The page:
Demoxytocin

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Demoxytocin
Demoxytocin.svg
Clinical data
Routes of
administration
Buccal
ATC code
Legal status
Legal status
  • In general: ℞ (Prescription only)
Identifiers
Synonyms ODA-914;
1-mercaptopropionate-
oxytoxin
CAS Number
PubChem CID
ChemSpider
ECHA InfoCard 100.003.668
Chemical and physical data
Formula C43H65N11O12S2
Molar mass 992.1727 g/mol
3D model (Jmol)

Demoxytocin (INN) (brand names Sandopart, Odeax, Sandopral), also known as desaminooxytocin or deaminooxytocin, as well as 1-(3-mercaptopropanoic acid)oxytocin ([Mpa1]OT), is an oxytocic peptide drug that is used to induce labor,[1] promote lactation,[2] and to prevent and treat puerperal (postpartum) mastitis (breast inflammation).[3] Demoxytocin is a synthetic analogue of oxytocin and has similar activities,[4] but is more potent and has a longer half-life in comparison.[2][1] Unlike oxytocin, which is given via intravenous injection, demoxytocin is administered as a buccal tablet formulation.[2][5]

The drug was first synthesized in 1960 and was introduced into clinical practice in 1971 by Sandoz.[6][7] It is marketed in several European countries, including Italy, Czechoslovakia, and Poland.[8][6][2] It has the amino acid sequence Mpa-Tyr-Ile-Gln-Asn-Cys-Pro-Leu-Gly-NH2 (Mpa = β-mercaptopropionic acid),[1] and is an analogue of oxytocin wherein the leading cysteine is replaced with β-mercaptopropionic acid.[1]

See also[edit]

References[edit]

  1. ^ a b c d Christine Bladon (3 April 2002). Pharmaceutical Chemistry: Therapeutic Aspects of Biomacromolecules. John Wiley & Sons. pp. 61–. ISBN 978-0-471-49637-3. 
  2. ^ a b c d I.K. Morton; Judith M. Hall (6 December 2012). Concise Dictionary of Pharmacological Agents: Properties and Synonyms. Springer Science & Business Media. pp. 93–. ISBN 978-94-011-4439-1.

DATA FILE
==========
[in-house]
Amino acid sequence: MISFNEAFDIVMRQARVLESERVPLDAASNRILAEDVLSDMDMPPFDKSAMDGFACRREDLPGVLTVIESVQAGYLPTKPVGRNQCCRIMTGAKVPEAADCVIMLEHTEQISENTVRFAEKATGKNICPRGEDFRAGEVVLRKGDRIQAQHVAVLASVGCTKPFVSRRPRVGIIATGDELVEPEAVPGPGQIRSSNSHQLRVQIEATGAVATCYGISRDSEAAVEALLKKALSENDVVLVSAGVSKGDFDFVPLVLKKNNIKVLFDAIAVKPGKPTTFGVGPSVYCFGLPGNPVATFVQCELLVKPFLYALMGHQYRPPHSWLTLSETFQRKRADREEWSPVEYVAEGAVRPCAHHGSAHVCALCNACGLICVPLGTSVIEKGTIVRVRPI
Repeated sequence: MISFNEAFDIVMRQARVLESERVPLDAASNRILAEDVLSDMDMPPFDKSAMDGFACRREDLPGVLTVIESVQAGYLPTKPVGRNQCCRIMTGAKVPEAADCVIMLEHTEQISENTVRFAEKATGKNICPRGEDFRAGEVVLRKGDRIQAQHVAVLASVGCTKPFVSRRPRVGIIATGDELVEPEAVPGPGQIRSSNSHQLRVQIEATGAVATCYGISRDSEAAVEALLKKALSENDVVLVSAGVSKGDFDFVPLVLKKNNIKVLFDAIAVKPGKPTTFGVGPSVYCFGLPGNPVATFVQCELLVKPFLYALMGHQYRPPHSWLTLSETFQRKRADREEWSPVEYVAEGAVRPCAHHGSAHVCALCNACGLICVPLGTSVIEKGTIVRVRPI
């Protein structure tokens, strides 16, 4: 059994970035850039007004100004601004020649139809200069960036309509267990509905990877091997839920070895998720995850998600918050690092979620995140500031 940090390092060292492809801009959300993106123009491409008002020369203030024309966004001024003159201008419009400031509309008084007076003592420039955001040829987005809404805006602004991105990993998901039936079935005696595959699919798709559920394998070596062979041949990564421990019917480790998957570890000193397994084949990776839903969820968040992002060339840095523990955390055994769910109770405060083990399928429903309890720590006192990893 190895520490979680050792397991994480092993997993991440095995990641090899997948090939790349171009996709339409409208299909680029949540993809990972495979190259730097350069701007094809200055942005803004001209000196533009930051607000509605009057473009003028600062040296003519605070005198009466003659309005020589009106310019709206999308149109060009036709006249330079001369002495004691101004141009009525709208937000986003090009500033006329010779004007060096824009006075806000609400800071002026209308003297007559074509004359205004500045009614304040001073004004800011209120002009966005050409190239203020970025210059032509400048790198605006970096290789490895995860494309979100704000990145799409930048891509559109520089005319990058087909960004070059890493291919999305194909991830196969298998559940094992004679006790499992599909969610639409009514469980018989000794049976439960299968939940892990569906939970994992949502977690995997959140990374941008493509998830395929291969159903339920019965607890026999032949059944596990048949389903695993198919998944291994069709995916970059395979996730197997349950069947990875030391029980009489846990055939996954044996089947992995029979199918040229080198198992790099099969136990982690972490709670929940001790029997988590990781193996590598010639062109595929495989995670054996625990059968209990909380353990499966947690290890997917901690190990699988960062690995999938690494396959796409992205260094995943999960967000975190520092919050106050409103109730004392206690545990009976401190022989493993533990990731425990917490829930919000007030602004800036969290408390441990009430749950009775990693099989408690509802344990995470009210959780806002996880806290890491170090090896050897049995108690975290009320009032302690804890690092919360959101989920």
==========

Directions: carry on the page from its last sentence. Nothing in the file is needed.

3. ^ Sternadel Z, Gerkowicz J (1979). "[Use of deaminooxytocin (Sandopart) in the prevention and treatment of puerperal mastitis]". Ginekol. Pol. (in Polish). 50 (5): 413–6. PMID 468056. 
  4. ^ C.J. van Boxtel; B. Santoso; I.R. Edwards (6 August 2008). Drug Benefits and Risks: International Textbook of Clinical Pharmacology - Revised 2nd Edition. IOS Press. pp. 389–. ISBN 978-1-60750-345-3. 
  5. ^ Tom K. A. B. Eskes; Mieczyslaw Finster (22 October 2013). Drug Therapy During Pregnancy. Elsevier. pp. 185–. ISBN 978-1-4831-6298-0. 
  6. ^ a b J. Elks (14 November 2014). The Dictionary of Drugs: Chemical Data: Chemical Data, Structures and Bibliographies. Springer. pp. 349–. ISBN 978-1-4757-2085-3. 
  7. ^ Erhard Gross; Johannes Meienhofer (10 May 2014). Major Methods of Peptide Bond Formation: The Peptides Analysis, Synthesis, Biology. Elsevier. pp. 53–. ISBN 978-1-4832-1796-3. 
  8. ^ Index Nominum 2000: International Drug Directory. Taylor & Francis. January 2000. pp. 301–. ISBN 978-3-88763-075-1.